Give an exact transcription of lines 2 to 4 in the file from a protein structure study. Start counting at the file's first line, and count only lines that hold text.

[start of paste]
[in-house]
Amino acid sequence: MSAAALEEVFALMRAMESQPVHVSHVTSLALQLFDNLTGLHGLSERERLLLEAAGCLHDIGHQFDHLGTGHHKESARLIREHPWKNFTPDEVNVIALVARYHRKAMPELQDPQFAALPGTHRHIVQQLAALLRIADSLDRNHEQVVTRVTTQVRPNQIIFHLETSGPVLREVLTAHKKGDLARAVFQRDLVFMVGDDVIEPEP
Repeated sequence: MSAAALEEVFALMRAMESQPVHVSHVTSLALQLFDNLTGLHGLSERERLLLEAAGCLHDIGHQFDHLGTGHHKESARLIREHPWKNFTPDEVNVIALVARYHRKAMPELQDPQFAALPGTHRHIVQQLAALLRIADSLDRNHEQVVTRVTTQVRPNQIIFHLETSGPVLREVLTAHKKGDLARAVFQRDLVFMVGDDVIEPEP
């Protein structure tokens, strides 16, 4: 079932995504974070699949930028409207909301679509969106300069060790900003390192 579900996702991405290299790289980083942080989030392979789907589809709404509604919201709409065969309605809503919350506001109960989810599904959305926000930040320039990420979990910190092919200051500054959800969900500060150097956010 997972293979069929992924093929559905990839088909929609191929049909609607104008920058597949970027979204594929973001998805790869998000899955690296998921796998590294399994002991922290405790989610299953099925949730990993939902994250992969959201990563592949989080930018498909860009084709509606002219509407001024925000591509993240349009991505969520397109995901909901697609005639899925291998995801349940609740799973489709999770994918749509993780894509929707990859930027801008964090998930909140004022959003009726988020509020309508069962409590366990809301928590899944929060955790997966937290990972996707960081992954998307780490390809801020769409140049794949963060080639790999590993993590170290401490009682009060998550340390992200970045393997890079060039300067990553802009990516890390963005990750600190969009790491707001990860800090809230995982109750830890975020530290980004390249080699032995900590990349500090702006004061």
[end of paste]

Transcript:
Amino acid sequence: MSAAALEEVFALMRAMESQPVHVSHVTSLALQLFDNLTGLHGLSERERLLLEAAGCLHDIGHQFDHLGTGHHKESARLIREHPWKNFTPDEVNVIALVARYHRKAMPELQDPQFAALPGTHRHIVQQLAALLRIADSLDRNHEQVVTRVTTQVRPNQIIFHLETSGPVLREVLTAHKKGDLARAVFQRDLVFMVGDDVIEPEP
Repeated sequence: MSAAALEEVFALMRAMESQPVHVSHVTSLALQLFDNLTGLHGLSERERLLLEAAGCLHDIGHQFDHLGTGHHKESARLIREHPWKNFTPDEVNVIALVARYHRKAMPELQDPQFAALPGTHRHIVQQLAALLRIADSLDRNHEQVVTRVTTQVRPNQIIFHLETSGPVLREVLTAHKKGDLARAVFQRDLVFMVGDDVIEPEP
């Protein structure tokens, strides 16, 4: 079932995504974070699949930028409207909301679509969106300069060790900003390192 579900996702991405290299790289980083942080989030392979789907589809709404509604919201709409065969309605809503919350506001109960989810599904959305926000930040320039990420979990910190092919200051500054959800969900500060150097956010 997972293979069929992924093929559905990839088909929609191929049909609607104008920058597949970027979204594929973001998805790869998000899955690296998921796998590294399994002991922290405790989610299953099925949730990993939902994250992969959201990563592949989080930018498909860009084709509606002219509407001024925000591509993240349009991505969520397109995901909901697609005639899925291998995801349940609740799973489709999770994918749509993780894509929707990859930027801008964090998930909140004022959003009726988020509020309508069962409590366990809301928590899944929060955790997966937290990972996707960081992954998307780490390809801020769409140049794949963060080639790999590993993590170290401490009682009060998550340390992200970045393997890079060039300067990553802009990516890390963005990750600190969009790491707001990860800090809230995982109750830890975020530290980004390249080699032995900590990349500090702006004061």